Pride of Africa

At one time, lions truly were king. They ruled the African plains and had no real enemies or predators to speak of. Sure, the solitary lion or the old and weak lion would fall prey to other animals, but as a group, lions were top of the food chain. Over the past 75 years, African lion populations have declined by almost 90% and lions have disappeared from almost 80% of their historic range. This is a direct result of humans – we have become the lion main predator. Habitat loss, human-lion conflict, trophy hunting, and the illegal wildlife trade have left only a few thousand lions roaming wild in Africa. Lions are now protected under the Endangered Species Act … but could it be too late? We hope not.

We are happy to announce the release of our newest bracelet … Pride of Africa

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Inspired by the lions, both young and old, who join together to form a pride. The social structure of the pride is represented with larger beads surrounding the smaller ones, just as the females protect their young. This bracelet is made from picture and wood jasper semi-precious stones.

Profits from these bracelets will benefit Ewaso Lions. To learn more about Ewaso Lions and their work with lion conservation in Africa, read Helping Save the African Lions or visit EwasoLions.org

 

 

Helping Save the African Lions

Lions have been in trouble for several years now, but it was not until the recent death of Cecil that brought the plight of the lions to mainstream media. Conservationist have been trying to get the African lion listed as endangered and protected under the Endangered Species Act for a long time. As of January 2016 lions have protection, but this is mainly to protect against trophy hunting and illegal kills or wildlife trafficking. This is wonderful news for the lions, but how does it protect them from habitat loss and human-predator conflict?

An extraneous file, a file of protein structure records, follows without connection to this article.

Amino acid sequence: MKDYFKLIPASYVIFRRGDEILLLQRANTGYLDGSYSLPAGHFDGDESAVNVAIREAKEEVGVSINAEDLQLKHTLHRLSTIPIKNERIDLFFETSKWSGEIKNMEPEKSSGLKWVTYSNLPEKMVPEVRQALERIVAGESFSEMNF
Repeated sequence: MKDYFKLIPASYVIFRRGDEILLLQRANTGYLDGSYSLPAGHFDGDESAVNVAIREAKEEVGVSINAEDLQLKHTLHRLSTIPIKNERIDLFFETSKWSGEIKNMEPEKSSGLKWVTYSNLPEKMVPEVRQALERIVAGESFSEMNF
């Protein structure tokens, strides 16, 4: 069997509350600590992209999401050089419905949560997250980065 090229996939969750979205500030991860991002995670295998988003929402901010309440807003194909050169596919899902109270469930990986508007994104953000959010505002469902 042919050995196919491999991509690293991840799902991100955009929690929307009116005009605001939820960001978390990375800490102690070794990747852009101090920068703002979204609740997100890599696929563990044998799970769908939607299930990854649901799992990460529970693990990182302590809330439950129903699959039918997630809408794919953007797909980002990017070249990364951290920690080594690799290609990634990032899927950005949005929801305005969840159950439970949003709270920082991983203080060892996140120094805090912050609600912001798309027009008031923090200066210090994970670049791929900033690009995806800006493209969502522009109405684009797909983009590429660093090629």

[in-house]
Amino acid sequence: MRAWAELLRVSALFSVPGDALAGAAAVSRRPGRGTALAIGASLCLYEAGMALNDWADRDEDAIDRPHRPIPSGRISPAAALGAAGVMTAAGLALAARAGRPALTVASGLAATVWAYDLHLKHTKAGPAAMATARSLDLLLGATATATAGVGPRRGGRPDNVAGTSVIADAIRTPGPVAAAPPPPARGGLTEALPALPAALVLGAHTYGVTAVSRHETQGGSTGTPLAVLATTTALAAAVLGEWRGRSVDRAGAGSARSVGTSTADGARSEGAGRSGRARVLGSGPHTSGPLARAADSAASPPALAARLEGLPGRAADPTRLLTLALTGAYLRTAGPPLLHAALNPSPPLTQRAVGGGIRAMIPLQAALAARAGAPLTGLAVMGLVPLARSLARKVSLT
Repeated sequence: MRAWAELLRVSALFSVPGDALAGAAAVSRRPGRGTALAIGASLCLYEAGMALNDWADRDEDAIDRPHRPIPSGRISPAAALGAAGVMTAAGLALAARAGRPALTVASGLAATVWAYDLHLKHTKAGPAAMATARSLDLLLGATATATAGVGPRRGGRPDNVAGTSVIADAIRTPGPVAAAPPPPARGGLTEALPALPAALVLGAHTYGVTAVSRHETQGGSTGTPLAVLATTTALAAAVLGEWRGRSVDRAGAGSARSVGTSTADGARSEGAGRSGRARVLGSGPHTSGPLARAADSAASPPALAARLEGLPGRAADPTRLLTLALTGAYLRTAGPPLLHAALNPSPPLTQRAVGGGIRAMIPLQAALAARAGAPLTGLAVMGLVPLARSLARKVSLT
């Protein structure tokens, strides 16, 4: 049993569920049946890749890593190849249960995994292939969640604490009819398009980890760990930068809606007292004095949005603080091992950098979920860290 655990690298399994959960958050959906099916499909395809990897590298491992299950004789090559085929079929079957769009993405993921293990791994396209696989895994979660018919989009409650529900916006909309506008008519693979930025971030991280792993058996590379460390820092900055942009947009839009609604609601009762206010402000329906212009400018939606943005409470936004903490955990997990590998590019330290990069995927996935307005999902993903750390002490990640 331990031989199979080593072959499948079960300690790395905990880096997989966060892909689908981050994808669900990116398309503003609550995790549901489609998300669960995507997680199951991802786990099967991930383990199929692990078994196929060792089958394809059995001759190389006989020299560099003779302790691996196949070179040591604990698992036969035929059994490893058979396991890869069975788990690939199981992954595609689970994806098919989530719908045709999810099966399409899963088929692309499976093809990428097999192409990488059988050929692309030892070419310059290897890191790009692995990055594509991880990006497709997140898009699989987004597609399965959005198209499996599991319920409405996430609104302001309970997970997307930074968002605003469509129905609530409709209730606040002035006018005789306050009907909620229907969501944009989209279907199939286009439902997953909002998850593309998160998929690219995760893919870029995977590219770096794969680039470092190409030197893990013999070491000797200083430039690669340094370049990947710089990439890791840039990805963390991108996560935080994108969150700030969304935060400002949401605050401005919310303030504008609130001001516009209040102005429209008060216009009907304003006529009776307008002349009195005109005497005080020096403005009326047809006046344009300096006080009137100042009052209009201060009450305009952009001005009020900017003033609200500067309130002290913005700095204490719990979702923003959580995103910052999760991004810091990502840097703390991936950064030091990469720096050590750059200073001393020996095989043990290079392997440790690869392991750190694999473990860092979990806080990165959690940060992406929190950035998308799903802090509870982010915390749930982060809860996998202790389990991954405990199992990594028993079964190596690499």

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Part of our work as conservationists is researching and staying informed about the work being done in the wild. When we read statistics like this, “The African lion population has declined by 90% in the last 75 years and lions have disappeared from approximately 80% of their historical range. Kenya’s lion population is now less than 2,000 individuals.” on the Ewaso Lions website, we know that we must do something to help the African lions. Ewaso Lions works with the local people to educate them about the wildlife and how they can coexist with these natural predators. Through programs like Warrior Watch and Lion Watch, they are able to collect data and learn more about where the lions are traveling, communicate this information to villagers so they can protect their livestock, and ultimately build a strong sense of respect for the wildlife in Kenya.

We believe that this is one of the best ways to save species from extinction. Aside from the poachers, human conflict is responsible for many animals deaths. Involving the local people is key to saving the lions because they will become the future conservationists, tour guides, and wildlife rangers. Saving species is a domino effect … it only takes one person to get a movement started.

Creations 4 Wildlife is happy to announce that we will be making a bracelet to benefit lion conservation and donate the proceeds to Ewaso Lions through the Wildlife Conservation Network. We hope to release the new bracelet in June 2016. Stay tuned for more details!

 

Photo: Michelle Fryer